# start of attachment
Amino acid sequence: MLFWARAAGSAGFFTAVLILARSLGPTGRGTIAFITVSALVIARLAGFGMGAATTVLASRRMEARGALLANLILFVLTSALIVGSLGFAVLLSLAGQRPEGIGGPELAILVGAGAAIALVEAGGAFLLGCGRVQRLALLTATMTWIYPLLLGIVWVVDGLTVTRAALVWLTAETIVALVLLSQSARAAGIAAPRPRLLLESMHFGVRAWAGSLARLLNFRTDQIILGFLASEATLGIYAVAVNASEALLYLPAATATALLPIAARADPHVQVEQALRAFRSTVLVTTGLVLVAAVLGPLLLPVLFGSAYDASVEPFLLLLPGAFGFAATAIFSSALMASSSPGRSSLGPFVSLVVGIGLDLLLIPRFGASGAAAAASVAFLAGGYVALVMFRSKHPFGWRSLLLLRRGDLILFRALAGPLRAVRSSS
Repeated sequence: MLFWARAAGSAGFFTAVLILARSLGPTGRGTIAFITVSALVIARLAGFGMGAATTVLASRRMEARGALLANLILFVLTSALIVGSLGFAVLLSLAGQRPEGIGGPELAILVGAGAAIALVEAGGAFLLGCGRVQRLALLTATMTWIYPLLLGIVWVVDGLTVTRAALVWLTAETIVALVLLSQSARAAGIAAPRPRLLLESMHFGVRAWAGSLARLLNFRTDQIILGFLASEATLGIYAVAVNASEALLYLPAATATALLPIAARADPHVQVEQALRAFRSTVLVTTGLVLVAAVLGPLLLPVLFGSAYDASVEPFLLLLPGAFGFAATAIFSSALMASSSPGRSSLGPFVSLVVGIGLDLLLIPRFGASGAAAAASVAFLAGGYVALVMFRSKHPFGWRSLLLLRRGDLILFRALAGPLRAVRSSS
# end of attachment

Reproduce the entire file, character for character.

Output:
Amino acid sequence: MLFWARAAGSAGFFTAVLILARSLGPTGRGTIAFITVSALVIARLAGFGMGAATTVLASRRMEARGALLANLILFVLTSALIVGSLGFAVLLSLAGQRPEGIGGPELAILVGAGAAIALVEAGGAFLLGCGRVQRLALLTATMTWIYPLLLGIVWVVDGLTVTRAALVWLTAETIVALVLLSQSARAAGIAAPRPRLLLESMHFGVRAWAGSLARLLNFRTDQIILGFLASEATLGIYAVAVNASEALLYLPAATATALLPIAARADPHVQVEQALRAFRSTVLVTTGLVLVAAVLGPLLLPVLFGSAYDASVEPFLLLLPGAFGFAATAIFSSALMASSSPGRSSLGPFVSLVVGIGLDLLLIPRFGASGAAAAASVAFLAGGYVALVMFRSKHPFGWRSLLLLRRGDLILFRALAGPLRAVRSSS
Repeated sequence: MLFWARAAGSAGFFTAVLILARSLGPTGRGTIAFITVSALVIARLAGFGMGAATTVLASRRMEARGALLANLILFVLTSALIVGSLGFAVLLSLAGQRPEGIGGPELAILVGAGAAIALVEAGGAFLLGCGRVQRLALLTATMTWIYPLLLGIVWVVDGLTVTRAALVWLTAETIVALVLLSQSARAAGIAAPRPRLLLESMHFGVRAWAGSLARLLNFRTDQIILGFLASEATLGIYAVAVNASEALLYLPAATATALLPIAARADPHVQVEQALRAFRSTVLVTTGLVLVAAVLGPLLLPVLFGSAYDASVEPFLLLLPGAFGFAATAIFSSALMASSSPGRSSLGPFVSLVVGIGLDLLLIPRFGASGAAAAASVAFLAGGYVALVMFRSKHPFGWRSLLLLRRGDLILFRALAGPLRAVRSSS